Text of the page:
The last month has been an abrupt transition into head race training. Getting in all the meters has been a challenge, but I had one goal: be ready for Chattanooga in November.
But there was this other regatta I’d known about since Lexington when I was looking at potential races to go by myself. One that intrigued me was Head of the Cuyahoga in Cleveland, Ohio. When we moved to Columbus and people started talking about racing again, this is one that kept coming up. It sounded absolutely crazy, and I do like crazy. Here’s the course map.
Those are big turns to make in a shell, plus seven bridges to safely navigate under. That’s a huge challenge.
When racing kicked up again, I put Head of the Cuyahoga on my calendar, with the intent to race the single. I had a back-of-my-mind goal to win the women’s single here at some point. Sprint season and U.S. Masters Nationals sidelined any true preparation for head racing, as we started doing team practices and pieces to prepare for 1000 meters.
Next thing you know, Nationals is done and it’s six weeks to the Head of the Cuyahoga, the first race of head season up here.
One teammate wrote a three-month training plan for head season. I jumped on that have been following it ever since. Most practices have been in the 1x or erging with some exceptions. Wednesdays are coached rows. I’ve been working on my catch and port side issues to try and gain some speed. Anaerobic training days have been full of suffering, but those always are the worst part of head race preparation.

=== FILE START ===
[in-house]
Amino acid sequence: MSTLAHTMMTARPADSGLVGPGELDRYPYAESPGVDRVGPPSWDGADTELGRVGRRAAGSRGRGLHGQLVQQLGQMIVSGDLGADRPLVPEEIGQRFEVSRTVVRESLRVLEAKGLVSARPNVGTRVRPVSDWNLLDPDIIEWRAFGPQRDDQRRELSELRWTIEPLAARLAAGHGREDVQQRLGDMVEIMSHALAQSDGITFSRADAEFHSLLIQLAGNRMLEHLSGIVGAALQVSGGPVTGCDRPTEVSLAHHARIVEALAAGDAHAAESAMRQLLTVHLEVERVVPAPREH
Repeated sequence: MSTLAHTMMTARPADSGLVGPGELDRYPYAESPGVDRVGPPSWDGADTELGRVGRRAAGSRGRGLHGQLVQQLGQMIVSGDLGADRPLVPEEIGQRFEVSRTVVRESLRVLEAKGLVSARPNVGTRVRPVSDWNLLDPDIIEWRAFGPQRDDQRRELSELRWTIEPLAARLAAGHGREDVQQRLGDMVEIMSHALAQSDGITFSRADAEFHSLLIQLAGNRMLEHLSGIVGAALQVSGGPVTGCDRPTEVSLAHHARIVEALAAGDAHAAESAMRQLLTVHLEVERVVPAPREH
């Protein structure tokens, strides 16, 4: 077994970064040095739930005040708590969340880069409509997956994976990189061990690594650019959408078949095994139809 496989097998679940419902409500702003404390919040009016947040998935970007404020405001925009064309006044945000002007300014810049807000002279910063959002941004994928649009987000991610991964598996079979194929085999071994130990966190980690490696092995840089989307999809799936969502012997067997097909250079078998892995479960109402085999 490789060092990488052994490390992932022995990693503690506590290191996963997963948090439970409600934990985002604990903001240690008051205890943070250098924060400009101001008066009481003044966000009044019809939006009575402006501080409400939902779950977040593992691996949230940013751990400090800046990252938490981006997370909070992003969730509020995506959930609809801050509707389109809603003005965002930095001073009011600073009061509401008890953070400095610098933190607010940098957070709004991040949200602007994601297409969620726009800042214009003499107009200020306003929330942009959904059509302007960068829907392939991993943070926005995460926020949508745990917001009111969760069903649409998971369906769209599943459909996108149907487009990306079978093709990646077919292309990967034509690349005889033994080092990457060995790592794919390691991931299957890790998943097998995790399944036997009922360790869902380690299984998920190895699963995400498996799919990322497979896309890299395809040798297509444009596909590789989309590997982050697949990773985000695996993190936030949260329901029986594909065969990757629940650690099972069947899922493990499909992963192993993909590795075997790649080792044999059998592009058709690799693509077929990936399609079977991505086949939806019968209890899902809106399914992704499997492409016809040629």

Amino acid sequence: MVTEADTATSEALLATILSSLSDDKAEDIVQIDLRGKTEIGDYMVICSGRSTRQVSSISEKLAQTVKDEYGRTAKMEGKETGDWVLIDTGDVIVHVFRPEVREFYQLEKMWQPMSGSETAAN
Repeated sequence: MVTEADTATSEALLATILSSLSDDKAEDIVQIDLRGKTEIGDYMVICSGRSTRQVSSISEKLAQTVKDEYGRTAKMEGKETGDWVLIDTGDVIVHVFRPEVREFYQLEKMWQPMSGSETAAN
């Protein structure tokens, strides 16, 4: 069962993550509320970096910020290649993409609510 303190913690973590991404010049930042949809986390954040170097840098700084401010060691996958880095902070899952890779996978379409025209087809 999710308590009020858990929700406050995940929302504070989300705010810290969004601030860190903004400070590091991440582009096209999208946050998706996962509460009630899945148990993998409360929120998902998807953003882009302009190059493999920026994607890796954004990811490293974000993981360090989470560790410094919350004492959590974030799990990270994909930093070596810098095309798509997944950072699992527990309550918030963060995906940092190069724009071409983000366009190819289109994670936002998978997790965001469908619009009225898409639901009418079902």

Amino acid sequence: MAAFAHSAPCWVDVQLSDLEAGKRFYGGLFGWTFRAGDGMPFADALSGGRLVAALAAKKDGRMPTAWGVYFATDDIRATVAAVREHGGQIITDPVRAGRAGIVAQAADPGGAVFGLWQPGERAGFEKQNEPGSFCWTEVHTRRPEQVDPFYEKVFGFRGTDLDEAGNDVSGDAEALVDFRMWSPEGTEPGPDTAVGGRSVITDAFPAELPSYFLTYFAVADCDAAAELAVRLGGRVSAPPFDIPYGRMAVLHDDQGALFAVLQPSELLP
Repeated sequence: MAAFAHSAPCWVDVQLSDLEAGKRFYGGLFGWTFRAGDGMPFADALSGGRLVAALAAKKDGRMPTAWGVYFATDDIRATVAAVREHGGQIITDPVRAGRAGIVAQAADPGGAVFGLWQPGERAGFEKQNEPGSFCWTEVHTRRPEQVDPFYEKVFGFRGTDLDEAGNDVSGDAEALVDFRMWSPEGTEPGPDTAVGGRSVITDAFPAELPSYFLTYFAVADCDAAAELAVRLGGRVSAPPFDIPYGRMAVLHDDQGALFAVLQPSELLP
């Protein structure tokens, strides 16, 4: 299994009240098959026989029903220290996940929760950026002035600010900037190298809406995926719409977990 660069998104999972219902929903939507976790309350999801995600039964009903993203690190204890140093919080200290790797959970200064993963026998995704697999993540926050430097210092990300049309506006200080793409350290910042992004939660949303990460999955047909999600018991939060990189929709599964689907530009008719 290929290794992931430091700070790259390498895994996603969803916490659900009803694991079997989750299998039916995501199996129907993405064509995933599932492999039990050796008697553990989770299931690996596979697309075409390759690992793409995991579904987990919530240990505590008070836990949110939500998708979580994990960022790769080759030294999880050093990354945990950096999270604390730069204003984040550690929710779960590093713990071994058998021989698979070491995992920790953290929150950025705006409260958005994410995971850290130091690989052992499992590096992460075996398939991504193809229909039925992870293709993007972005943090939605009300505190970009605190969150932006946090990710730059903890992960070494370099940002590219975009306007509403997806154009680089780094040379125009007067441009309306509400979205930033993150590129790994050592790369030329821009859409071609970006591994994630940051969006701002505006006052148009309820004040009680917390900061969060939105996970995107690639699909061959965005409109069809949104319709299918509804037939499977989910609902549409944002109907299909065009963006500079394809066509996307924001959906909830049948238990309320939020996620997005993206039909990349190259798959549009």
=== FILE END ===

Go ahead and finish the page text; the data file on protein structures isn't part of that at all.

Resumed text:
Registration time for the Cuyahoga. I almost didn’t enter. The conditioning isn’t there; I was worried about going and finishing last. On the flip side, I’ve started working a bit on the mental side of the sport. Most of the messaging has been “it is okay to lose,” and “I have to lose to learn how to win.” That I need the courage to put myself out there. That the goal isn’t about the win, but something else definable, something else that marks improvement.
So I enter the Women’s Masters 1x, setting the goal that this will a reconnaissance row for a winning attempt in 2022. I don’t feel ready.
In the two weeks leading up to race day, I watch the race videos when I have time. Study the map. I write out the course. Try to plan what’s going to happen, to the degree you can plan for the unexpected.
The draw comes out and I’m the carrot. Everyone will be chasing after me. Not ideal. Immediately after me is a woman I know is fast; someone I expect to win. It’s her home course, too, and on a curvy course that’s an advantage.
I have a women’s 4x entry, too, but I’m not worried about it and actually don’t devote any mental energy into it. It’s all the 1x.
The Race Plan
Head of the Cuyahoga is known for its crazy and hard port side turns. But it has plenty of back-and-forth maneuvering and few straightaways. The most straight is in the beginning, but even that wobbles a bit. The closer you get to the end, the more curvy the course. The finish line is on a turn. One large turn is named “Marathon” and the other “Collision Bend.”